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Versus Mode is a special feature that we're doing today, and it focuses on two editors debating the merits of a particular game or series. This entry features senior features editor Matt Helgeson debating the Halo series with senior previews editor Matt Miller.
Helgeson: To start, we'll set the table: Miller is a huge Halo fan, perhaps the biggest Halo fan I know. Miller, can you confirm for our readers that you've actually read expanded universe fiction Halo paperback novels before?
Miller: Can I plead the fifth?
Helgeson: I'm establishing your credentials!
Miller: Fair enough. Yep, I'm that guy. In fact, not only have I read a bunch of Halo novels, but I've also dug into some of the comics, the mini-episodes/live-action film, and the anime film.
Helgeson: That's impressive, or scary.
Miller: Yeah, but it actually plays into part of the whole reason I like Halo -- I think they do a really excellent job of tying the different elements of their fiction together into a larger universe. Some gamers out there are confused when people like me make claims that Halo actually has a lot of cool story elements, because some of the most exciting elements of that story come out in the stuff outside of the games.
Helgeson: Well, I guess I might point to that as a flaw in itself -- assuming that even five percent of your audience is going to read that stuff in a series as mainstream as Halo seems a bit odd to me, especially if, as you say, there's actually really cool and vital stuff in the spinoff novels, etc. Though I do admire the fact that they don't -- as many game series do – treat that stuff as throwaway.
Miller: Exactly. I hate reading expanded universe stuff from a game that doesn't offer any real new insight into the world or its major characters. The games, by their nature as first-person shooters, are not going to lend themselves to complex character development or long backstories about where the aliens came from, or why Master Chief is in a giant suit of armor. But the other elements of the fiction allow enthusiasts to get those answers, while more casual fans are free to enjoy an action-focused shooter from beginning to end.
Helgeson: Well, for one, I think a series I know we both admire, BioShock, has proven that being an FPS does not preclude having characters with depth or really amazing and inventive stories. And – again – I have no beef with doing good work in expanded fiction, but it does beg the question: "If the stuff was so good, why didn't you put in in the actual games?"
I guess, from my perspective, a phrase you just used sort of gets at why Halo is a game that I enjoy but have never really loved: "Master Chief is in a giant suit of armor. " He's the core of the game, and he's always felt like a cipher to me in a way. There's a certain hollowness to Halo to me.
Miller: Yeah, I think that's a totally fair point. I think that, over the life of the series, the developers involved (including Bungie, 343 Industries, and Ensemble) have often done a poor job taking the richness of the fiction and finding ways to express that in the midst of an action campaign. As a big fan, I'm often sometimes disappointed that we don't get a little more of that meaty sci-fi storytelling as part of the experience. I will say, I think that Halo 4 moved things in a good direction in that regard.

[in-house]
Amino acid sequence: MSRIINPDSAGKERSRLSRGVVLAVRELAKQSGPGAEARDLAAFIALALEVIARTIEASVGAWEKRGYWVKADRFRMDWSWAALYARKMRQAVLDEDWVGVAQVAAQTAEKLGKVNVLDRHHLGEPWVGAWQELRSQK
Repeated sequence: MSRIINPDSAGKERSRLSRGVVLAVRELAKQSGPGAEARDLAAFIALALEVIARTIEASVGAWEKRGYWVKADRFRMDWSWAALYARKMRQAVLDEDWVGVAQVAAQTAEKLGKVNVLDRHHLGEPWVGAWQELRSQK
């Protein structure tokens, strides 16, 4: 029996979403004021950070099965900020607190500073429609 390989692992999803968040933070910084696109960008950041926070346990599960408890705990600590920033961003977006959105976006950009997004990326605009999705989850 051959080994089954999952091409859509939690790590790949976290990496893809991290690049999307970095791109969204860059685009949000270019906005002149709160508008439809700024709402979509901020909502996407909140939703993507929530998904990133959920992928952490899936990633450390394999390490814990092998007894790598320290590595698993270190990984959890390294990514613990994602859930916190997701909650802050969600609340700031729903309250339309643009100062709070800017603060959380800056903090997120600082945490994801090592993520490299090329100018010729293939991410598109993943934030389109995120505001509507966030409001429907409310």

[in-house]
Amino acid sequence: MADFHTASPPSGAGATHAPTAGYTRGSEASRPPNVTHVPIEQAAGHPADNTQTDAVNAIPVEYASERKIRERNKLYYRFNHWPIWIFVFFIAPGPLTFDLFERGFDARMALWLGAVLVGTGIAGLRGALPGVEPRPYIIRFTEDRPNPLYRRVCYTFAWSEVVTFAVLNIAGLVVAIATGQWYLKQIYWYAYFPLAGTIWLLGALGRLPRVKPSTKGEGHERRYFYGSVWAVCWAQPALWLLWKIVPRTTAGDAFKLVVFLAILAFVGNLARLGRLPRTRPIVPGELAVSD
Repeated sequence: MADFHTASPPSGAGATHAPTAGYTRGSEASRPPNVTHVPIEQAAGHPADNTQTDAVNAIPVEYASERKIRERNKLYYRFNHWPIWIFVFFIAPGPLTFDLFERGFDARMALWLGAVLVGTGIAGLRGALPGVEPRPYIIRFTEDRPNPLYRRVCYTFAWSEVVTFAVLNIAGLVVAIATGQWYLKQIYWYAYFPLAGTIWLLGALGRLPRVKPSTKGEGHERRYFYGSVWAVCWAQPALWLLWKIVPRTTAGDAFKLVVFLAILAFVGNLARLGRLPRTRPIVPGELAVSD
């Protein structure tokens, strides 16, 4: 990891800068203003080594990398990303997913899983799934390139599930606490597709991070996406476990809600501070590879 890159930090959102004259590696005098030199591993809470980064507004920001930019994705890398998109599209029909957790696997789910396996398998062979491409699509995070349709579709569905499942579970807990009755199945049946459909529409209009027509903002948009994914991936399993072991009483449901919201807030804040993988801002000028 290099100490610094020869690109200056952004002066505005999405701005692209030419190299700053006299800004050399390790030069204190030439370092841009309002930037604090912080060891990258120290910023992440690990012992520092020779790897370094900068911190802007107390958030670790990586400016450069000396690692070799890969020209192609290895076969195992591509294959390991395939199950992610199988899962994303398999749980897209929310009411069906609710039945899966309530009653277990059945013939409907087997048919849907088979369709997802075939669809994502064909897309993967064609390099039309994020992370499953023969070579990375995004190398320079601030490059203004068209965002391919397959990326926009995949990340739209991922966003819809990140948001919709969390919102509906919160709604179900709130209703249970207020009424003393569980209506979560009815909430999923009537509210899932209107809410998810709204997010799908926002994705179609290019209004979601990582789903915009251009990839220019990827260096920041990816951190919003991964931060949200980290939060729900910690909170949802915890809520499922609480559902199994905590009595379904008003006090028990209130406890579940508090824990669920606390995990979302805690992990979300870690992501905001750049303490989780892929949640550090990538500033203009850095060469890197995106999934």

Helgeson: I guess part of me feels like Master Chief is almost the accidental gaming icon. I think Xbox fans needed some character who was a symbol to rally around, and obviously Halo was the best of the early Xbox games and so by default he kind of became the "hero" for them, but he's never really felt like someone who people really related to. Then again, I guess it's not like there was anyone to replace him – I mean, I have my problems with Halo's storytelling, but it's not aggressively bad like the dialogue or characters in Gears of War, which was the game that could have supplanted it on Xbox 360.
Miller: You're hitting on another point that I think is significant about my own personal enthusiasm for Halo, and an aspect of the fandom that I share with a lot of people. When Halo released in 2001, I was a poor college student without the money for a fancy gaming rig – which was, at the time, the only real way to engage with FPS on any regular basis. Not only was Halo a standout title for Xbox fans to rally around at that time, but it was also a title for the wider console crowd to get excited about. Here was a brand-new fictional universe filled with interesting science fiction ideas (like the Halo structure itself), tight and exciting shooting, and story intermixed with the action, which was not the standard at the time, even on PC. Modern FPS developers owe a lot to that first Halo game, from control scheme to the structure of fights. I think part of my excitement about the series remains that it was so amazing to me the first time I played it, and that sense of enthusiasm remains even over a decade later.
Helgeson: At this point, I should give a shout-out to our old colleague Adam Biessener and my PC snobs out there by restating their old complaint – that Halo got a lot of credit just because it was on console and was just managing to do what PC FPSs had been doing for awhile! Not that I totally agree, but I don't think it's a totally baseless comment, either.